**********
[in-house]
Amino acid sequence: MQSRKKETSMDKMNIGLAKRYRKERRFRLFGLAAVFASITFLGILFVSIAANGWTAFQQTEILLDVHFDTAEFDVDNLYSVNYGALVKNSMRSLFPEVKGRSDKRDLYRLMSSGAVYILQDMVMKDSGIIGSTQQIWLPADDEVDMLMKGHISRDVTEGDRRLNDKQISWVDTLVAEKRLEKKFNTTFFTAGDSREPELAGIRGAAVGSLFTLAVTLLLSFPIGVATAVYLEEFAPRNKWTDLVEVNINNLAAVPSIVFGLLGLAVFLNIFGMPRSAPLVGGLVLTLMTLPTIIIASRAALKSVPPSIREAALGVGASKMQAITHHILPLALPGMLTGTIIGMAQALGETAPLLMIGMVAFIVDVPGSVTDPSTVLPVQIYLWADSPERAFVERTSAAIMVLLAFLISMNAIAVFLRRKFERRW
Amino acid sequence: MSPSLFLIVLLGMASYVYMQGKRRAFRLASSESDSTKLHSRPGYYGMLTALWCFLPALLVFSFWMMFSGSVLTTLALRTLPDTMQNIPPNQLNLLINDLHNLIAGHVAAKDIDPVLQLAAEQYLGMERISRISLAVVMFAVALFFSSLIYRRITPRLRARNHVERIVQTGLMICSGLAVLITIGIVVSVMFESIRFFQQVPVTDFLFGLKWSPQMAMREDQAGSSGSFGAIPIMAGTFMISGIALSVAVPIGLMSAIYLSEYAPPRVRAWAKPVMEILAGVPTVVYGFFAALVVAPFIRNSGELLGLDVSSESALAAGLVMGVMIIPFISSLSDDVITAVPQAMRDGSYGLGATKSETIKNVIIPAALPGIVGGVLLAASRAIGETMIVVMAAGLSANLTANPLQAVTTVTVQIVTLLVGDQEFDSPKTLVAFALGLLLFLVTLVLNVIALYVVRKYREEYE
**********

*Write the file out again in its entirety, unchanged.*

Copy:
[in-house]
Amino acid sequence: MQSRKKETSMDKMNIGLAKRYRKERRFRLFGLAAVFASITFLGILFVSIAANGWTAFQQTEILLDVHFDTAEFDVDNLYSVNYGALVKNSMRSLFPEVKGRSDKRDLYRLMSSGAVYILQDMVMKDSGIIGSTQQIWLPADDEVDMLMKGHISRDVTEGDRRLNDKQISWVDTLVAEKRLEKKFNTTFFTAGDSREPELAGIRGAAVGSLFTLAVTLLLSFPIGVATAVYLEEFAPRNKWTDLVEVNINNLAAVPSIVFGLLGLAVFLNIFGMPRSAPLVGGLVLTLMTLPTIIIASRAALKSVPPSIREAALGVGASKMQAITHHILPLALPGMLTGTIIGMAQALGETAPLLMIGMVAFIVDVPGSVTDPSTVLPVQIYLWADSPERAFVERTSAAIMVLLAFLISMNAIAVFLRRKFERRW
Amino acid sequence: MSPSLFLIVLLGMASYVYMQGKRRAFRLASSESDSTKLHSRPGYYGMLTALWCFLPALLVFSFWMMFSGSVLTTLALRTLPDTMQNIPPNQLNLLINDLHNLIAGHVAAKDIDPVLQLAAEQYLGMERISRISLAVVMFAVALFFSSLIYRRITPRLRARNHVERIVQTGLMICSGLAVLITIGIVVSVMFESIRFFQQVPVTDFLFGLKWSPQMAMREDQAGSSGSFGAIPIMAGTFMISGIALSVAVPIGLMSAIYLSEYAPPRVRAWAKPVMEILAGVPTVVYGFFAALVVAPFIRNSGELLGLDVSSESALAAGLVMGVMIIPFISSLSDDVITAVPQAMRDGSYGLGATKSETIKNVIIPAALPGIVGGVLLAASRAIGETMIVVMAAGLSANLTANPLQAVTTVTVQIVTLLVGDQEFDSPKTLVAFALGLLLFLVTLVLNVIALYVVRKYREEYE